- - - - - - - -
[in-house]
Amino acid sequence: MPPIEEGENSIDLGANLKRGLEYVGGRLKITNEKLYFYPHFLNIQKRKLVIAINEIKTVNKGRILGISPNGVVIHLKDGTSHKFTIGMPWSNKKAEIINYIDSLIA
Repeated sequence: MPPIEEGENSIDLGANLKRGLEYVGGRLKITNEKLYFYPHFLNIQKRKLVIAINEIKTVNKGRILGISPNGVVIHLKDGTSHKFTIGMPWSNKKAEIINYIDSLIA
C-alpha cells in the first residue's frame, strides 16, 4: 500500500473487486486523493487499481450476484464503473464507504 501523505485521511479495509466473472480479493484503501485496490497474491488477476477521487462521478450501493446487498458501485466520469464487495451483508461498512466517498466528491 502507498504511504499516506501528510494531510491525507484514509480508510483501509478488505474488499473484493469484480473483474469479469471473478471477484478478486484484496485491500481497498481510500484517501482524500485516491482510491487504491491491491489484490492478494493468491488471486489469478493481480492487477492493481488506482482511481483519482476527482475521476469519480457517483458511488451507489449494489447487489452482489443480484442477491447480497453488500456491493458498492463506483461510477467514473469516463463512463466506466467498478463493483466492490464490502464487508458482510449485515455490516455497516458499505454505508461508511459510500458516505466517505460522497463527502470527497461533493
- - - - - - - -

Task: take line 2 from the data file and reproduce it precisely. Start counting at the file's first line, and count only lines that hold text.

Amino acid sequence: MPPIEEGENSIDLGANLKRGLEYVGGRLKITNEKLYFYPHFLNIQKRKLVIAINEIKTVNKGRILGISPNGVVIHLKDGTSHKFTIGMPWSNKKAEIINYIDSLIA